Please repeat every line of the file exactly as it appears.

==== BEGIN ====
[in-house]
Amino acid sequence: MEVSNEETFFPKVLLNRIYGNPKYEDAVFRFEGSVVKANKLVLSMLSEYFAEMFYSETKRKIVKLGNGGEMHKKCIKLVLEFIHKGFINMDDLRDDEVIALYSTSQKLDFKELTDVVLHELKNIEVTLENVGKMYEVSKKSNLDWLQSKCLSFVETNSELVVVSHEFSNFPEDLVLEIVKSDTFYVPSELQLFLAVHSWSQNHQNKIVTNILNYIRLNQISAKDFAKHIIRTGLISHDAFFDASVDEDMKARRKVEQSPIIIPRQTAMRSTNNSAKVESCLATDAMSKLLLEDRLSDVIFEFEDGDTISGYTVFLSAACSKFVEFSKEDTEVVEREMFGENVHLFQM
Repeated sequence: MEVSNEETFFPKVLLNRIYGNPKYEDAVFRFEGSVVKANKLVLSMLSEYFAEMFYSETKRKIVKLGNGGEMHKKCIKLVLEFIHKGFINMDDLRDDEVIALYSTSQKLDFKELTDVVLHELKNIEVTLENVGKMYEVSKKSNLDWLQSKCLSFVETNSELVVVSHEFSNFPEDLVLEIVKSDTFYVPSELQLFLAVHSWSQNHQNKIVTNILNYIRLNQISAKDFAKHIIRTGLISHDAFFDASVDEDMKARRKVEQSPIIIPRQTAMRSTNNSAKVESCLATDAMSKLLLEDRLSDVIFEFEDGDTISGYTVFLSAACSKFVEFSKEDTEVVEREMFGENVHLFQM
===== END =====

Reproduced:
[in-house]
Amino acid sequence: MEVSNEETFFPKVLLNRIYGNPKYEDAVFRFEGSVVKANKLVLSMLSEYFAEMFYSETKRKIVKLGNGGEMHKKCIKLVLEFIHKGFINMDDLRDDEVIALYSTSQKLDFKELTDVVLHELKNIEVTLENVGKMYEVSKKSNLDWLQSKCLSFVETNSELVVVSHEFSNFPEDLVLEIVKSDTFYVPSELQLFLAVHSWSQNHQNKIVTNILNYIRLNQISAKDFAKHIIRTGLISHDAFFDASVDEDMKARRKVEQSPIIIPRQTAMRSTNNSAKVESCLATDAMSKLLLEDRLSDVIFEFEDGDTISGYTVFLSAACSKFVEFSKEDTEVVEREMFGENVHLFQM
Repeated sequence: MEVSNEETFFPKVLLNRIYGNPKYEDAVFRFEGSVVKANKLVLSMLSEYFAEMFYSETKRKIVKLGNGGEMHKKCIKLVLEFIHKGFINMDDLRDDEVIALYSTSQKLDFKELTDVVLHELKNIEVTLENVGKMYEVSKKSNLDWLQSKCLSFVETNSELVVVSHEFSNFPEDLVLEIVKSDTFYVPSELQLFLAVHSWSQNHQNKIVTNILNYIRLNQISAKDFAKHIIRTGLISHDAFFDASVDEDMKARRKVEQSPIIIPRQTAMRSTNNSAKVESCLATDAMSKLLLEDRLSDVIFEFEDGDTISGYTVFLSAACSKFVEFSKEDTEVVEREMFGENVHLFQM